“There’s success in obscurity,” claims a recent article in The Guardian Weekly (Nov 5 - Dec 5 2013). Lionel Shriver, apparently, has been writing of the woes of the commercially successfully author and growing nostalgic for the days when “the books were still fun to write, even if nobody read them.” The article muses on writers whose early success set them up for later failure (Ralph Ellison, Scott Fitzgerald), writers whose egos get seriously out of control (Martin Amis – Gert gave a loud cheer when she read this), and on writers who might be said to have benefited from obscurity (Kafka) or whose work got better even as their sales declined (James, Melville).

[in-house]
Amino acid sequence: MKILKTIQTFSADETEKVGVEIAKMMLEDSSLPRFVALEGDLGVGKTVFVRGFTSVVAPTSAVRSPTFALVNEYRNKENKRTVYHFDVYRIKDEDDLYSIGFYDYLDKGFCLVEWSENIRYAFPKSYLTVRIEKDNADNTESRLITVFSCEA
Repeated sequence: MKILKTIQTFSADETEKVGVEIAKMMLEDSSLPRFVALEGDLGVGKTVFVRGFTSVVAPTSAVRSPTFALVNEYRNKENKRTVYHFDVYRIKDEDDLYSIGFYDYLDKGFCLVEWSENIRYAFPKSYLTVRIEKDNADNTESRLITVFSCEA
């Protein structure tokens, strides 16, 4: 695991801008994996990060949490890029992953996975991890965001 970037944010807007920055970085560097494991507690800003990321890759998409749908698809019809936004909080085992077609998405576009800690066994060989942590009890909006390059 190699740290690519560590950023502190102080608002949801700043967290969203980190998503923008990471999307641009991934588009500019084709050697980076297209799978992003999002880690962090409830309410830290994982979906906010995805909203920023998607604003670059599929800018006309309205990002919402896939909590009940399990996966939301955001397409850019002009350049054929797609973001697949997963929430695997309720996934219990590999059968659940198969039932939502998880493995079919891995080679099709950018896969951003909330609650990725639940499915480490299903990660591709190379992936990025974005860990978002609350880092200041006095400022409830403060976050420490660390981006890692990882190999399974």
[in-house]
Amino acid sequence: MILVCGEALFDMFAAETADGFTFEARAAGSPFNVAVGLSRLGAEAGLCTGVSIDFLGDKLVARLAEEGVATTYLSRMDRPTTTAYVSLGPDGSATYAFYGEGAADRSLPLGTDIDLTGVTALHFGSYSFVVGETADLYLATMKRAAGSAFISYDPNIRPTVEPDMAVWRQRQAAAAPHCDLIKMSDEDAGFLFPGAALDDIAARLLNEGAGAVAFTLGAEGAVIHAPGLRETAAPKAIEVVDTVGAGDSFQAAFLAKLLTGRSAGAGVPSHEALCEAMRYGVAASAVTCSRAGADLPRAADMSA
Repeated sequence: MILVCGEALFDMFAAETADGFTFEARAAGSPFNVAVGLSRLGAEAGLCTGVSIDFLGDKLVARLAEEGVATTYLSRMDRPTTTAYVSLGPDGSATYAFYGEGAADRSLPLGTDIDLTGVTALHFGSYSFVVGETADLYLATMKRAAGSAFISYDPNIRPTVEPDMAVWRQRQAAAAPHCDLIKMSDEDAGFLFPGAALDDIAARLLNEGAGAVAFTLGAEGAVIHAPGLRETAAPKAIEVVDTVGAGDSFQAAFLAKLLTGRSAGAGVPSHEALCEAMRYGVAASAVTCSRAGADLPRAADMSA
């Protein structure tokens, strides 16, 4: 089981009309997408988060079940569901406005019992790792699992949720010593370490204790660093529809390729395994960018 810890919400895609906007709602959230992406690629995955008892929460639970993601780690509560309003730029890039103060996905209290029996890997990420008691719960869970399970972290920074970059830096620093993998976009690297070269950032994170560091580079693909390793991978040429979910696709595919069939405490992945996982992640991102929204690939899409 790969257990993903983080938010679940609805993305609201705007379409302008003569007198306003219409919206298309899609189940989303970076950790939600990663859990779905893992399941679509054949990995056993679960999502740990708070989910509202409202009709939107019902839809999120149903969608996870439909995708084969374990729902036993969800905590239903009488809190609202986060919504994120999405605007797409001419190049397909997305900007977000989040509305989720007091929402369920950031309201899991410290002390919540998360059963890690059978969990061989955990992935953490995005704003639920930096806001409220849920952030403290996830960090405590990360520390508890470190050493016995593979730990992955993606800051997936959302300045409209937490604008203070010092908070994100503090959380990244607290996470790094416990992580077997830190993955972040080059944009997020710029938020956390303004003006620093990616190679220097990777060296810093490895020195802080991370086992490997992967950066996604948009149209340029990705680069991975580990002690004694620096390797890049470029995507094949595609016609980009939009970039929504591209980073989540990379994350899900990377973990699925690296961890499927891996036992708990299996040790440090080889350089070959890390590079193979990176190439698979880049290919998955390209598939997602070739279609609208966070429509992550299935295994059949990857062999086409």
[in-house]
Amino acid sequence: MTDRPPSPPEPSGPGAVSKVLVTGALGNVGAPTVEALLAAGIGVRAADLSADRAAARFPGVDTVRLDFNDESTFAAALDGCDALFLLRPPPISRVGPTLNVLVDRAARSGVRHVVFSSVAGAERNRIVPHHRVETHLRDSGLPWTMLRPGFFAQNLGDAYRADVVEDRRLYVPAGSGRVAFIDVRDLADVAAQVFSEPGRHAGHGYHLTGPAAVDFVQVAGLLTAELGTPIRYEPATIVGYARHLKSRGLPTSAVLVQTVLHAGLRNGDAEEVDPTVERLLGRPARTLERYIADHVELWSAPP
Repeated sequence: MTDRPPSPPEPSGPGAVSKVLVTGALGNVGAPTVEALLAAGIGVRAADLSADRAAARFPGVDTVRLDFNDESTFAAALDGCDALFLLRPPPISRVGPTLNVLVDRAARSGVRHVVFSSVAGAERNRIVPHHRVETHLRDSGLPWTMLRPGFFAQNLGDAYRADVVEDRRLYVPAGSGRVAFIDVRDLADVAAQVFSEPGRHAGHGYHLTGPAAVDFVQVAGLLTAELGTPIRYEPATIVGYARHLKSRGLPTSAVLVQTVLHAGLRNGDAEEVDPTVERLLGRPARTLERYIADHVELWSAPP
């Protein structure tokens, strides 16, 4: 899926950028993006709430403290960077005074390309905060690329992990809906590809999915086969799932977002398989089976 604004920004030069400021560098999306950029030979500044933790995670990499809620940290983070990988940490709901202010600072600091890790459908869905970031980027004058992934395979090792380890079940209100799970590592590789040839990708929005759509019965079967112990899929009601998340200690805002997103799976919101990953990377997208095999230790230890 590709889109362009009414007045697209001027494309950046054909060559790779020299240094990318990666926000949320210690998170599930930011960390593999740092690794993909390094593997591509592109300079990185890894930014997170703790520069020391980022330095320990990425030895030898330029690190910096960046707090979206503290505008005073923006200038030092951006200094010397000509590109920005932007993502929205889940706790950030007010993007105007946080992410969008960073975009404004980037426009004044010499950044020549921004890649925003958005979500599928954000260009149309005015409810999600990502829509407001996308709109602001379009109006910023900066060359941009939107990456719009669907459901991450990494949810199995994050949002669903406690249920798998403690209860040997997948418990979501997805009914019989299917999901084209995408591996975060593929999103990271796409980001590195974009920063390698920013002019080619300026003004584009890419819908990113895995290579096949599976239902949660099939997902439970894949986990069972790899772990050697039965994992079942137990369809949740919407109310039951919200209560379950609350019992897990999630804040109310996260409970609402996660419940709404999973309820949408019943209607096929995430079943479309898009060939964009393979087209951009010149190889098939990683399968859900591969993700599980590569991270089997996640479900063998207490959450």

Is this consolation, as The Guardian says, for the many writers as yet unpublished? Probably not. Even those of us who genuinely did start writing for the fun of it get contaminated by the desire to have our work publicly recognized. And what is that desire all about? It’s surely not any expectation of great fame and riches. Maybe it’s just what fond parents want - for everyone to like their children as much as they do themselves.